Eskom insists the performance of its unreliable generation fleet is on an improving trajectory, releasing a graphic-heavy statement on February 22 disputing a recent report stating that its performance continued “going backwards”. The statement, which was published only hours after loadshedding was ramped up to Stage 4, also asserts the decline in the generation fleet’s energy availability factor (EAF), which has fallen consistently for the past six years, has been arrested.
Against the backdrop of a profoundly challenging macroeconomic environment where South Africa’s economy is expected to continue underperforming, averaging at 1.6% growth in the next three years, innovative interventions are needed to turn the current trajectory around, said the Agricultural Business Chamber of South Africa (Agbiz) chairperson Francois Strydom. “Increased spending on grants and other social security measures may be needed in the short term, but a shrinking tax base cannot sustain this trend in the long run. As [Finance Minister Enoch Godongwana] noted, we need to grow the pie.”
Last year, Cape Town paid out R25-million to businesses which sold their surplus renewable energy to the city. And, starting this year, private citizens would be able to do the same. These developments were highlighted by Cape Town Executive Mayor Geordin Hill-Lewis in an address to the Africa Green Economy Summit 2024, being held in Cape Town. He described this development as “the democratisation of energy” and affirmed that it “excited” him. The city had also, over the past year, completed three rounds of utility-scale renewable energy procurement bids, with a total capacity of 600 MW. The companies concerned could now start construction of their projects. A fourth bid round was still open (it would close in mid-April).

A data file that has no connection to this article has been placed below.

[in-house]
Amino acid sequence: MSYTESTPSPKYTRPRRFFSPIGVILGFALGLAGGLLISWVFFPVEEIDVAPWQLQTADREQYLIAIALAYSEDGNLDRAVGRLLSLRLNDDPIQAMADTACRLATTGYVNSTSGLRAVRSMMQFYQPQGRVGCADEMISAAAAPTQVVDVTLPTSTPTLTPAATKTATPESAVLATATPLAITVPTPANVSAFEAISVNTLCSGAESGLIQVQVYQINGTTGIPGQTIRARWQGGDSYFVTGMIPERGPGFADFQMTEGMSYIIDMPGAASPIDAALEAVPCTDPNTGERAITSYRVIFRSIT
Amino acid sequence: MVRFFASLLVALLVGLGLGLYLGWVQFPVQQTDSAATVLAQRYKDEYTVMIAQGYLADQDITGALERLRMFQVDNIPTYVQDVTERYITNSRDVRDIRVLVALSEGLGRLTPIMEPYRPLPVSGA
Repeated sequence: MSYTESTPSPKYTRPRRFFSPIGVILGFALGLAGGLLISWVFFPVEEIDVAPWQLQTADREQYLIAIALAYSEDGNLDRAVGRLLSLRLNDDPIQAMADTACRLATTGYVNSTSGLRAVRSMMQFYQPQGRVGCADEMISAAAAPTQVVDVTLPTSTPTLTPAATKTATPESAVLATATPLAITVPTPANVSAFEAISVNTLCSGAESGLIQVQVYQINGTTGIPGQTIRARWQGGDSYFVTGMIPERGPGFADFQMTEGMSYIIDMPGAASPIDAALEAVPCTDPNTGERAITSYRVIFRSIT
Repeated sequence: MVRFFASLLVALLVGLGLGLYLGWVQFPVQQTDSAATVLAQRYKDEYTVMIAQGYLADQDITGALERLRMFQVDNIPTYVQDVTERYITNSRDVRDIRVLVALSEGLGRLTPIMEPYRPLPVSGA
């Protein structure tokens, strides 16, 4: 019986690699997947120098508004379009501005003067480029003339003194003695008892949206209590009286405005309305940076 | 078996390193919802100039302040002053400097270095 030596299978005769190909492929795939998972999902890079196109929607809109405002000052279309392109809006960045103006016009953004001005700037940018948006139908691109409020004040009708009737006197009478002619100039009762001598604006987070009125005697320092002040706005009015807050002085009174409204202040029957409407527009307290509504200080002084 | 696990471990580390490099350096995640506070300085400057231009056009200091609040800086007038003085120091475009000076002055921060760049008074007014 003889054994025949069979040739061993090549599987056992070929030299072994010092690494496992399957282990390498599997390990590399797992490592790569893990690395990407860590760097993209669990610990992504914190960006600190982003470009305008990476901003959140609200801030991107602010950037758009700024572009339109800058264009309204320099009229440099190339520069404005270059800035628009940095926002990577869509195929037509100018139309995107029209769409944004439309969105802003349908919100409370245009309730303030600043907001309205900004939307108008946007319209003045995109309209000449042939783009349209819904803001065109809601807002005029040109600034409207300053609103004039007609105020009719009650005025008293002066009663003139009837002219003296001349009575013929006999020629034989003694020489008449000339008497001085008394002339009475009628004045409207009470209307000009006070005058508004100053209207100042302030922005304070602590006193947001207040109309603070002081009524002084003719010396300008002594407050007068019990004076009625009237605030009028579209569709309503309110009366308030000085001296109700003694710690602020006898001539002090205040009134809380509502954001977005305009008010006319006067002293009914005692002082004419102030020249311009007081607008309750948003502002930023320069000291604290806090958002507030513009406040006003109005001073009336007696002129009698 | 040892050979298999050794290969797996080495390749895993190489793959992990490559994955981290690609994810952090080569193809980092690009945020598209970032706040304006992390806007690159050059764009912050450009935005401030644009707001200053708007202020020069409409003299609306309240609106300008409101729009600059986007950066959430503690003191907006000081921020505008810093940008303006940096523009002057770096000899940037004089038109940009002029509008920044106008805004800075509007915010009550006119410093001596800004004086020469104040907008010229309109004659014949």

Finance Minister Enoch Godongwana maintained focus on fiscal discipline and balancing the need to address socioeconomic challenges facing the country, industry organisation Minerals Council South Africa said in response to the Minister’s Budget Speech on February 21. South Africa, however, needs faster growth of private and public sector fixed investment, and rapid implementation of deep structural reforms to allow the private sector to participate in key areas of the economy, it stressed.